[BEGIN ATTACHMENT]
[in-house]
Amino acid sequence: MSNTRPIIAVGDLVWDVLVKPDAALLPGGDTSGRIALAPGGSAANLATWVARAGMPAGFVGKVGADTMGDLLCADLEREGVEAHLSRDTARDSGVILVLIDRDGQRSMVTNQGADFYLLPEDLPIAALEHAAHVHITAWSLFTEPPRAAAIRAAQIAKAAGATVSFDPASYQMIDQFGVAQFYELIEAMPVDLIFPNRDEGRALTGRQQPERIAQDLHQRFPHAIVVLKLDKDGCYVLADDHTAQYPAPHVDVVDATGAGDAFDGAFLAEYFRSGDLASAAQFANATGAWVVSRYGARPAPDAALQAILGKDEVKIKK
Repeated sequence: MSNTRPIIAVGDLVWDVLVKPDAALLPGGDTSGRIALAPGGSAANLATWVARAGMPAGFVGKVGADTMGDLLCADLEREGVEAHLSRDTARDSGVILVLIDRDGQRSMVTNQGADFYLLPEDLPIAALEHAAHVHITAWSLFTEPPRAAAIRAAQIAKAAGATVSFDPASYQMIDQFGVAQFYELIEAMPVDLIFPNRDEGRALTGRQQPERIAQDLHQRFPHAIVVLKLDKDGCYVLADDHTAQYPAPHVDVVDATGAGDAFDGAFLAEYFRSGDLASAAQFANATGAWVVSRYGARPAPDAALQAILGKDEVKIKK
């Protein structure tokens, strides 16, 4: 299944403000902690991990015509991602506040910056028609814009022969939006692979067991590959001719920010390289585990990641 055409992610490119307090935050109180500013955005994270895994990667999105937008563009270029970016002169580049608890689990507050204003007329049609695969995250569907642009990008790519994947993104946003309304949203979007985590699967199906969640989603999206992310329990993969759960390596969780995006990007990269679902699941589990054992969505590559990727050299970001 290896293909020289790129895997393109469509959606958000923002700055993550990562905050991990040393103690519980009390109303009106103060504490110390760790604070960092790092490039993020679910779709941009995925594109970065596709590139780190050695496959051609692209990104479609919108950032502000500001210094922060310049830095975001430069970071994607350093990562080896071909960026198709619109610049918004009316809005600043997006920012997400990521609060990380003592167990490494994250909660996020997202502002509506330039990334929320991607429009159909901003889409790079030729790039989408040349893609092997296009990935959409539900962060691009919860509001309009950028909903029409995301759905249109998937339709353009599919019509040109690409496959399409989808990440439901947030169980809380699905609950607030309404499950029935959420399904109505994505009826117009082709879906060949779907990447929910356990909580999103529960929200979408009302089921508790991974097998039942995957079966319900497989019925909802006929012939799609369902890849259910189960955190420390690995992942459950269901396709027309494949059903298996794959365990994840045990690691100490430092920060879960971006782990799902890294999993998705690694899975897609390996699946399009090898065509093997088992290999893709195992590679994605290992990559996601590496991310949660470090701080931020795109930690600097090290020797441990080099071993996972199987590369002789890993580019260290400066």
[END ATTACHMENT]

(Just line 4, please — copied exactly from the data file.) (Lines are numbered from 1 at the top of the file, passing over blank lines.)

């Protein structure tokens, strides 16, 4: 299944403000902690991990015509991602506040910056028609814009022969939006692979067991590959001719920010390289585990990641 055409992610490119307090935050109180500013955005994270895994990667999105937008563009270029970016002169580049608890689990507050204003007329049609695969995250569907642009990008790519994947993104946003309304949203979007985590699967199906969640989603999206992310329990993969759960390596969780995006990007990269679902699941589990054992969505590559990727050299970001 290896293909020289790129895997393109469509959606958000923002700055993550990562905050991990040393103690519980009390109303009106103060504490110390760790604070960092790092490039993020679910779709941009995925594109970065596709590139780190050695496959051609692209990104479609919108950032502000500001210094922060310049830095975001430069970071994607350093990562080896071909960026198709619109610049918004009316809005600043997006920012997400990521609060990380003592167990490494994250909660996020997202502002509506330039990334929320991607429009159909901003889409790079030729790039989408040349893609092997296009990935959409539900962060691009919860509001309009950028909903029409995301759905249109998937339709353009599919019509040109690409496959399409989808990440439901947030169980809380699905609950607030309404499950029935959420399904109505994505009826117009082709879906060949779907990447929910356990909580999103529960929200979408009302089921508790991974097998039942995957079966319900497989019925909802006929012939799609369902890849259910189960955190420390690995992942459950269901396709027309494949059903298996794959365990994840045990690691100490430092920060879960971006782990799902890294999993998705690694899975897609390996699946399009090898065509093997088992290999893709195992590679994605290992990559996601590496991310949660470090701080931020795109930690600097090290020797441990080099071993996972199987590369002789890993580019260290400066």